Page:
Wild taro: Colocasia esculenta
Wild taro has spread to various shorelines throughout Florida and is considered an agricultural weed in Puerto Rico and Jamaica. It is dispersed primarily by purposeful or accidental movement of vegetative fragments.
Look for first
- large arrowhead shaped-leaves
- leaf blades dark green above, with velvety sheen
- leaf stalks (petioles) from back of blades
- yellow spathe
Leaves: Leaf blades to 60 cm (24 in.) long and 50 cm (20 in.) wide, arrowhead shaped, with upper surface dark green velvety and water repellent; leaves peltate (stalked from back of blade); petioles large, succulent, often purplish near top.
Flowers: Inflorescence on a fleshy stalk shorter that leaf petioles, with part of the fleshy stalk enveloped by a long yellow bract (spathe). Flowers tiny, densely crowded on upper part of the fleshy stalk, with female flowers below and male flowers above.
Fruits: Fruit a small berry, in clusters on the fleshy stalk.
This native of India and southeastern Asia was brought from Africa to the Americas as a food crop for slaves. By 1910, it was introduced into Florida and other southeastern states by the U.S. Department of Agriculture as a possible substitute crop for potatoes.
Now found escaped throughout the tropics and much of the subtropics, including Florida.
Wild taro has escaped cultivation and forms dense stands that displace native shoreline vegetation in Florida's streams, rivers, marshy lakeshores, canals and ditches. Often shoreline wild taro stands break loose and form floating islands that block navigational access and increase flooding potential in canals.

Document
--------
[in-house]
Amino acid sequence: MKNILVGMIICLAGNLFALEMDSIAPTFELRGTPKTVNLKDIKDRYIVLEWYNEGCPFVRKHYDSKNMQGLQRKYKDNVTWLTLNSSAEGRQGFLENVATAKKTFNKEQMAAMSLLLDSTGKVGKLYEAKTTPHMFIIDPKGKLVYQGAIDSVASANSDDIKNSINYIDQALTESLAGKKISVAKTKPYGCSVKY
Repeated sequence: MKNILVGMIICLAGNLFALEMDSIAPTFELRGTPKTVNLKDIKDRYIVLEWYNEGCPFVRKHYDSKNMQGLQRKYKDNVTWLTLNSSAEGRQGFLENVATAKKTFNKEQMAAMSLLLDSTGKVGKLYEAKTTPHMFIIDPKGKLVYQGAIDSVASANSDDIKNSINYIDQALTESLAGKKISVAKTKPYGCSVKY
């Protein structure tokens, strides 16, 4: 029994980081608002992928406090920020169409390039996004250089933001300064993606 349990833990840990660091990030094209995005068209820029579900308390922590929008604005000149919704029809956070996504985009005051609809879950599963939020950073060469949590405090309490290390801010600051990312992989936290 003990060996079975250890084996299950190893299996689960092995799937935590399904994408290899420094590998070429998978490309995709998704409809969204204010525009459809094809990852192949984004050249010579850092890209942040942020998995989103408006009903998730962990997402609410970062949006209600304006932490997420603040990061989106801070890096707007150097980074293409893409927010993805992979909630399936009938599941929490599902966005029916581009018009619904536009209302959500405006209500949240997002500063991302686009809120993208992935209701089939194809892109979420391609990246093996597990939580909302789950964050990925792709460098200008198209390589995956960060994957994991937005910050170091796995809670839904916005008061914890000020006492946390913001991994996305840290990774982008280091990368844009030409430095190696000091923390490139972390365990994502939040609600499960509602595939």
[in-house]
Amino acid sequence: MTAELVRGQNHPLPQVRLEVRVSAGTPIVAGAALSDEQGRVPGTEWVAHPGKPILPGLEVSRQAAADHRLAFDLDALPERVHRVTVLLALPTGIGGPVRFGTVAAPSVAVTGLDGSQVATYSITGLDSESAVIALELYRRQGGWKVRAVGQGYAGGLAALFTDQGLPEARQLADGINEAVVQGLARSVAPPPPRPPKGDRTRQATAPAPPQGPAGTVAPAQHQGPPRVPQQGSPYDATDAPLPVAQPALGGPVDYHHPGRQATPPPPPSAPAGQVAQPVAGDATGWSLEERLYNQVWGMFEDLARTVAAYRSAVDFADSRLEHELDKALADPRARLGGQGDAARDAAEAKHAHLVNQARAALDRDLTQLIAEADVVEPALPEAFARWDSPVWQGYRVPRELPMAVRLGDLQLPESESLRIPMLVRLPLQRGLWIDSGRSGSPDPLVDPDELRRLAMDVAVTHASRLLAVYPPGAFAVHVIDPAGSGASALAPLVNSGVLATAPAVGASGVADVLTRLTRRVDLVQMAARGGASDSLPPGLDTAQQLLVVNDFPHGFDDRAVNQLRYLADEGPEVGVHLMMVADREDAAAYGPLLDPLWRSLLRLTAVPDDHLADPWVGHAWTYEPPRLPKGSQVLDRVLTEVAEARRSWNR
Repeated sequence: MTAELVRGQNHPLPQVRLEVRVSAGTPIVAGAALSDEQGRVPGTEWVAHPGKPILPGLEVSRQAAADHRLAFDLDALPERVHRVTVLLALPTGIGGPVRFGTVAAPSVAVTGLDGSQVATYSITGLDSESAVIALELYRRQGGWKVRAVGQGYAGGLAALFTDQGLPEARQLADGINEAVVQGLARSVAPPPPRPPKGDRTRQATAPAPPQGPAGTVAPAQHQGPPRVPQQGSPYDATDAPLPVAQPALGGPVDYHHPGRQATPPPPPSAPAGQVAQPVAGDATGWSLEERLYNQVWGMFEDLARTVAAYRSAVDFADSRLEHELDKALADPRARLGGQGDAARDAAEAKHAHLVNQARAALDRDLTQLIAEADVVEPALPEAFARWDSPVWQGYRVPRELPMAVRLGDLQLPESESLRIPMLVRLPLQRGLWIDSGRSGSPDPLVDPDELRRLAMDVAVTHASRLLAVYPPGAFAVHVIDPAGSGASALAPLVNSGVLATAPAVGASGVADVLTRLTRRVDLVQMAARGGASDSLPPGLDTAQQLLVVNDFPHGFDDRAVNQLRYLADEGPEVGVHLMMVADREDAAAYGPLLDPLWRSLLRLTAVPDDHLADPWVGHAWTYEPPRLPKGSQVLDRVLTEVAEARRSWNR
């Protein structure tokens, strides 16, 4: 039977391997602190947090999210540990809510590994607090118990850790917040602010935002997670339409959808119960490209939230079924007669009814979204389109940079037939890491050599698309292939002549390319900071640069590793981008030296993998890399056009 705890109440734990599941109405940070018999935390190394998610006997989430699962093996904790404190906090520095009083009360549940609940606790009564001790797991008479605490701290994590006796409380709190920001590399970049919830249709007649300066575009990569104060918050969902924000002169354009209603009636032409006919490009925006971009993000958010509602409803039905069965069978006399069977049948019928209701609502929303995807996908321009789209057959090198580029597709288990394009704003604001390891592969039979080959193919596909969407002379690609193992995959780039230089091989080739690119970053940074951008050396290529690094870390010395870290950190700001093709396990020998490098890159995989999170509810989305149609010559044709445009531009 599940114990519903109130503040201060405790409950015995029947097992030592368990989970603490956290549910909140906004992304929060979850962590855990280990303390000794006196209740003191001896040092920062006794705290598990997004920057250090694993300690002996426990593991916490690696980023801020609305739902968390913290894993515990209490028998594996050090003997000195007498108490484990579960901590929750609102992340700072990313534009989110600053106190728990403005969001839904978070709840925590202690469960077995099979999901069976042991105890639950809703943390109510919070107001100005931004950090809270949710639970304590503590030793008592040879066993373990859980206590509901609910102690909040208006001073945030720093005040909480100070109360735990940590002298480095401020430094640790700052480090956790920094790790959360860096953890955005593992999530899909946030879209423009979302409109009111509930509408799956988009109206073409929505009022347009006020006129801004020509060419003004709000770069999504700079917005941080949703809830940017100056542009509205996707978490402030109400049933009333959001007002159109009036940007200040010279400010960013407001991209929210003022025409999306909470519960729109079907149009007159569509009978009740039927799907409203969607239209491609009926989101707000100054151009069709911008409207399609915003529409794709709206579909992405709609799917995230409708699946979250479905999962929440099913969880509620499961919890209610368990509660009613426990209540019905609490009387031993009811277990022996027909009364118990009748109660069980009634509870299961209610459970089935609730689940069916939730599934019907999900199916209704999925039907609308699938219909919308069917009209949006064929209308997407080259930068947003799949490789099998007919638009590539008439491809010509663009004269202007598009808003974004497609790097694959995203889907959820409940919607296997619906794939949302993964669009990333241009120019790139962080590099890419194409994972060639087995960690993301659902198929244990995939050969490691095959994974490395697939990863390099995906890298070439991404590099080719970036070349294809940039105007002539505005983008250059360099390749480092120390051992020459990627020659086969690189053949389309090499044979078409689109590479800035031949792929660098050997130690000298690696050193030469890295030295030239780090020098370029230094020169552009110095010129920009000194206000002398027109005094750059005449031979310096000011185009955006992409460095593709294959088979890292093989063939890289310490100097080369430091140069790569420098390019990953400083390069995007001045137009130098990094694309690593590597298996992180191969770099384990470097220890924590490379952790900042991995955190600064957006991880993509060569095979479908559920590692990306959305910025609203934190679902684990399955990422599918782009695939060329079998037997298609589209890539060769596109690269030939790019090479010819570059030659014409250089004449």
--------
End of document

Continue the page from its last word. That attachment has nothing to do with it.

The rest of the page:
Wild taro may be confused with other plants in Florida that have large arrowhead-shaped leaf blades, such as the nonnative elephant ear (Xanthosoma sagittifolium) and the native arums (Peltandra spp.). Only taro has leaf stalks attached to the back of the leaf blade.
Why wild taro must be managed
- Wild taro populations have changed the ecology of a large portion of shorelines along the St. Johns River and its tributaries by crowding out native plants that are important sources of food for wildlife.
- Biologists have reported that wild taro infestations are spreading in Florida's water bodies increasing from 32 percent in 1983 to 62 percent in public lakes and rivers in 2002.
- Wild taro populations are difficult to control in Florida and quickly resprout after herbicideapplication or hand-pulling if the entire rhizome is not killed or removed.
Wild taro tubers contain oxalic acid crystals, giving it an acrid taste and causing irritation unless prepared properly. The plant must be handled with care, for all parts contain the irritant.